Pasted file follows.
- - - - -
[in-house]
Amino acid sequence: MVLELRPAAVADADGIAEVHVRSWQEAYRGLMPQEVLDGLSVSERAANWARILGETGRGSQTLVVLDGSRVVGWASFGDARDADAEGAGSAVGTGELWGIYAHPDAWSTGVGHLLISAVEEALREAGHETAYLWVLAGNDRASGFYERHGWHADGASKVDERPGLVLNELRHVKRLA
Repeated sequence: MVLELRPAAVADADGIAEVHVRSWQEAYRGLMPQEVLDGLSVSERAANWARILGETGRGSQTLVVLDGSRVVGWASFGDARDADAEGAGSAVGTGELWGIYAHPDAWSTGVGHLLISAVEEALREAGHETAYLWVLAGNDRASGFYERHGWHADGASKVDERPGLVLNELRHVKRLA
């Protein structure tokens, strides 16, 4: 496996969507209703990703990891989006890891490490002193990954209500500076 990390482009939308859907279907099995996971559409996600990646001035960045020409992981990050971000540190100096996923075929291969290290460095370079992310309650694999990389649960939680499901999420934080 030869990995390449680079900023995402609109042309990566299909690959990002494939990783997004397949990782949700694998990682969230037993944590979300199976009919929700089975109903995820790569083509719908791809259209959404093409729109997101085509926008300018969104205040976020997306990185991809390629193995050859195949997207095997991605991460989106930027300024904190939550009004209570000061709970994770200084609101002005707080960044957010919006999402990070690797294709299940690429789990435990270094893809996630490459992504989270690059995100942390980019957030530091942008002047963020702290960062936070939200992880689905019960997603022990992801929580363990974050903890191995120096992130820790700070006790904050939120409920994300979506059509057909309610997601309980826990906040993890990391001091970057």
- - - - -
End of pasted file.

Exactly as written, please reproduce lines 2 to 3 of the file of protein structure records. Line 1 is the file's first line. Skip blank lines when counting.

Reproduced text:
Amino acid sequence: MVLELRPAAVADADGIAEVHVRSWQEAYRGLMPQEVLDGLSVSERAANWARILGETGRGSQTLVVLDGSRVVGWASFGDARDADAEGAGSAVGTGELWGIYAHPDAWSTGVGHLLISAVEEALREAGHETAYLWVLAGNDRASGFYERHGWHADGASKVDERPGLVLNELRHVKRLA
Repeated sequence: MVLELRPAAVADADGIAEVHVRSWQEAYRGLMPQEVLDGLSVSERAANWARILGETGRGSQTLVVLDGSRVVGWASFGDARDADAEGAGSAVGTGELWGIYAHPDAWSTGVGHLLISAVEEALREAGHETAYLWVLAGNDRASGFYERHGWHADGASKVDERPGLVLNELRHVKRLA